The Business Council of New York State opposes those elements of Part H of the Health Article VII bill related to fee-for-pharmacy reform and bundling pharmacy reimbursement into Medicaid Managed Care. The Business Council supports most of the proposals advanced by the Medicaid Redesign Team. These two elements related to pharmaceuticals are being advanced as Medicaid reforms but represent more conventional targeted cuts to providers and a one-size-fits-all approach to health delivery that runs contrary to evidence-based research on how to ensure quality care, quality outcomes, and cost effectiveness.
Data shows that Medicaid pharmaceutical cost controls already in place have had their desired effect. When a generic drug is available, 95% of the time it is prescribed. As a result, pharmaceutical spending within Medicaid – after the $1.5 billion in rebates biopharmaceutical manufacturers contribute to offset the cost of Medicaid – is less than 5% of the state’s $54 billion Medicaid budget.
Employers have learned that valued based insurance design is a powerful tool that shifts the focus from the cost of care to the total value of care. Value based plan design focuses on improving health by increasing patient access to supplies and services to yield improved health outcomes. It is an approach that identifies and manages risks to attain two important and related goals: clinical outcomes and saving money. Employers managing their health insurance products based on outcome data know that cost savings is not the same thing as cost effectiveness.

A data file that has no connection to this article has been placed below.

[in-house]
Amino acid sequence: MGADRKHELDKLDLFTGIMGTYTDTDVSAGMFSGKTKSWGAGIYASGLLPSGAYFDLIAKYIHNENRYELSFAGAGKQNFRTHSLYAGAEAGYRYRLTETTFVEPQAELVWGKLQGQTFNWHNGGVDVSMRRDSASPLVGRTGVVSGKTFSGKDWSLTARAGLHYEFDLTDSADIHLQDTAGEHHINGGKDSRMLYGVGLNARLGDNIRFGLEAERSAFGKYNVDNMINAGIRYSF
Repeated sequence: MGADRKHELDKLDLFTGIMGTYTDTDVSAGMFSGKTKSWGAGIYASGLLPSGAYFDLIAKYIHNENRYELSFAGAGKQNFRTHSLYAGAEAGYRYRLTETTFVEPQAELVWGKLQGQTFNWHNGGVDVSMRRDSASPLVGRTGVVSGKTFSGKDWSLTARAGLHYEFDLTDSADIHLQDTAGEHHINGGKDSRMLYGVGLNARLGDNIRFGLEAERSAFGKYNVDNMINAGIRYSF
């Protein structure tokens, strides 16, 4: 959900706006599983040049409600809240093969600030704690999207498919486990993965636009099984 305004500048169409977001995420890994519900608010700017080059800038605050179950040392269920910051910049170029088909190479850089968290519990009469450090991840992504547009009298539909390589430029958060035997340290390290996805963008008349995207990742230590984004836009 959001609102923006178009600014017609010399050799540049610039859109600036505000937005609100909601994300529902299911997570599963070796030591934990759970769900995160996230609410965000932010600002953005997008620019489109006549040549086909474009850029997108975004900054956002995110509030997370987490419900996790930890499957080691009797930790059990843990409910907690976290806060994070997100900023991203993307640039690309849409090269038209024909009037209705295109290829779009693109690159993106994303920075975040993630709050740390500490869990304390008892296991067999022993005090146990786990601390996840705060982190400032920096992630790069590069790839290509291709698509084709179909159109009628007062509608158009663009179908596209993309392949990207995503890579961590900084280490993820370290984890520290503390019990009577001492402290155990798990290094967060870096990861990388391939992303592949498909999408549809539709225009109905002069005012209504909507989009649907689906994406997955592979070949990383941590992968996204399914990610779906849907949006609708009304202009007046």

The two MRT recommendations regarding pharma purport to save money but do not weigh cost effectiveness and clinical effectiveness. While other recommendations within the MRT put a heavy emphasis on increasing access to care management and to expanding the use of patient centered medical homes to improve overall patient outcomes, these two pharmaceutical recommendations take a one-size-fits-all approach by pre-determining which types of drugs can and cannot be prescribed (particularly patent protected medicines); by requiring prior approval for certain drugs not on the preferred drug list; and by limiting a physician’s ability to prescribe the most effective drug for a particular patient’s diagnosis. Finally, by including within the recommendation additional “rebates”, the recommendation merely provides a means by which “savings” can be generated through the imposition of an industry-specific tax, thereby sidestepping any true “redesign”.
These pharmaceutical recommendations run contrary to the goals of other recommendations within Part H designed to move toward a redesigned Medicaid program. The pharmaceutical recommendations seek to generate short term savings without any true Medicaid redesign and are likely to come with long term costs to the system and the patient.
For these reasons, The Business Council opposes those recommendations within Part H that seek to bundle the pharmacy reimbursement within Medicaid managed care and which seek to impose fee-for-service pharmacy reforms.